Benin Plans to Flood Nigeria with $30m Rice, Claims Laid Mohammed

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*As customs agents plead with FG to allow clearance of N5bn trapped goods at Seme
Minister of Information and Culture, Alhaji Lai Mohammed, Monday claimed that the Republic of Benin is planning to bring into Nigeria rice worth $30million, about 105,000 metric tonnes.
Mohammed made the claim in Seme border while addressing newsmen along with the Minister of Foreign Affairs Geoffrey Onyeama; Minister of Interior, Rauf Aregbesola; Minister of State for Finance, Budget and National Planning, Clement Agba; National Security Adviser (NSA), Maj. Gen. Babagana Monguno (rtd) and the Comptroller General of the Nigerian Immigration Service (NIS), Muhammed Babandede during a visit.
He said that the federal government discovered that there were ships berthing in Benin waters with foreign rice which according to him were destined for Nigeria.
He said the target was for the rice to get to Nigerian market for the Christmas celebration.
The minister identified some of the ships carrying rice as MV Africana Jacana , 40,000 mt; MV Zilos, 20,000 mt and MV Sam Jarguar 45,000 mt.
According to him, the size of shipment of rice was not what could be consumed in Benin alone.
The rice consignment, he said, was from Japan.
The minister accused the Benin and Niger of working against ECOWAS protocol, which is for transit consignment when received to be escorted without the seal being tampered with.
He said Nigeria would not have closed her borders if not for the violation of various MoUs, ECOWAS transit protocols and ECOWAS Trade Liberalisation Scheme (ETLS) by these countries.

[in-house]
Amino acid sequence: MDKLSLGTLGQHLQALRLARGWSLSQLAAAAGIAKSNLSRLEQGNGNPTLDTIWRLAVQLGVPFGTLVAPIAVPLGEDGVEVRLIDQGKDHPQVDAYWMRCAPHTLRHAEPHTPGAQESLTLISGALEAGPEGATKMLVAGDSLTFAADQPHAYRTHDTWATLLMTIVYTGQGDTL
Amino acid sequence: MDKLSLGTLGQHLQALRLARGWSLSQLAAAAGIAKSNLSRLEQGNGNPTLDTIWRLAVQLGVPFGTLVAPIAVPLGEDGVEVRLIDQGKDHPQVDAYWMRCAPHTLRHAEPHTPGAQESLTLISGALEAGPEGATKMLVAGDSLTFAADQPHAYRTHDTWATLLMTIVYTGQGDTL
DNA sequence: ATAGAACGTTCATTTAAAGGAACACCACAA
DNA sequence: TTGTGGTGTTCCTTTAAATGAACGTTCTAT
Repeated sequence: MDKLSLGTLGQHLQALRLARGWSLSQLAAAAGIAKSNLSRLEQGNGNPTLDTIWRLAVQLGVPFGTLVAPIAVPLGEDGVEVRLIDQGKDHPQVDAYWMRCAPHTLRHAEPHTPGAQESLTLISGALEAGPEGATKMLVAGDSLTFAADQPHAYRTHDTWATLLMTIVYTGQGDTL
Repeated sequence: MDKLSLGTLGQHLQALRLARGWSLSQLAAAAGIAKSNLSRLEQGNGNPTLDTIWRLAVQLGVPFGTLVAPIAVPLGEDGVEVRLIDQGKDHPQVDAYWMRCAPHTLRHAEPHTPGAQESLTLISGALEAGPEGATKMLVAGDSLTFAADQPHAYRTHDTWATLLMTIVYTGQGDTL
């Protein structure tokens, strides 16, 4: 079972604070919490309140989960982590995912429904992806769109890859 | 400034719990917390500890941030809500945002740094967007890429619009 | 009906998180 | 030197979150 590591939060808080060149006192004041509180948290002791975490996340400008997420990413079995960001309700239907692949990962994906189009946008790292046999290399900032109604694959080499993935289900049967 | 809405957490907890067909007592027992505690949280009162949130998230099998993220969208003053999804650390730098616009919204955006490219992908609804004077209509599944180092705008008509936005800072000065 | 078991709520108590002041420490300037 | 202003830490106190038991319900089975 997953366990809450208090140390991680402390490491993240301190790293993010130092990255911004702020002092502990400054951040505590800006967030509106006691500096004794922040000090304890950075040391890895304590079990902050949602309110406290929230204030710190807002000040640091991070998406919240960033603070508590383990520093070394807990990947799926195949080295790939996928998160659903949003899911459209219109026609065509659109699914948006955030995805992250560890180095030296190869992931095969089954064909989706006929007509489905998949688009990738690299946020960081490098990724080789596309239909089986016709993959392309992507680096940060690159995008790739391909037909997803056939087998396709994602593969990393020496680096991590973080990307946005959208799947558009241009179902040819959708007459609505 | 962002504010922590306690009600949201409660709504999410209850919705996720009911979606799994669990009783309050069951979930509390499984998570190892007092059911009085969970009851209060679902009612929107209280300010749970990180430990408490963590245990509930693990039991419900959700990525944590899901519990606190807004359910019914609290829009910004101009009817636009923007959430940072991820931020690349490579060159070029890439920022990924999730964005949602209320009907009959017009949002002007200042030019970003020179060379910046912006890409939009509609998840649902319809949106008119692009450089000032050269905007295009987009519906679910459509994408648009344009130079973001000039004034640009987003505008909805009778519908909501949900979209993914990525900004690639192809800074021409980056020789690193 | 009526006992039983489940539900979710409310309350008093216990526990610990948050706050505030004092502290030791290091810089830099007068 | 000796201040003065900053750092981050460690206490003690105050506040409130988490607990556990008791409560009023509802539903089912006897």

He said, ”Discussions on doing legitimate trade between Nigeria on one hand and Benin and Niger on the other, started in 2005. The discussions have led to MoUs in 2005, 2014, 2015, 2016, 2017 and 2018, all designed to facilitating free movement of goods manufactured in their respective countries and work out the modalities through the Ministers of Trade of both countries for the realisation of this objectives.
”It is worth noting that there has never been legitimate transit trade between Nigeria and the two countries (Benin and Niger). For clarity, the ECOWAS protocol on transit demands that when a transit container berths at a seaport, the receiving country is mandated to escort same without tampering with the seal to the border of the destination country. Unfortunately, experience has shown that our neighbours do not comply with this protocol.”
“The partial closure has also curbed the smuggling of foreign rice into the country, in addition to other prohibited items. Our series of interactions and engagements with Rice Miller Association of Nigeria since the commencement of this exercise, has shown that the border closure has enhanced more production and milling of Nigerian rice.
“Patronage of Nigerian rice has increased and farmers are expanding their farms as well as engaging more hands. “Furthermore, the border closure has impacted positively on revenue generation of the federal government, which in turn will be used to build more infrastructure and develop critical sectors of the nation’s economy. The border exercise has also curbed diversion of petroleum products from Nigeria to neighbouring countries.”
He also added that the closure of the border has helped in checking the influx terrorists and kidnappers who have been using the borders to bring in arms and illicit drugs.
Also Monday, the Association of Nigeria Licensed Customs Agents said about 1000 trucks belonging to its members have been trapped in the border.
Chairman of the Task Force, Mr Samuel Igbowu, said duties on the goods were paid before the closure of the border.
He said what is painful is that members took loans to the tune of about N5 billion on the affected goods, adding that banks were on their trail.
He pleaded with the federal government to allow the affected goods to be cleared into the country since they are not contraband.

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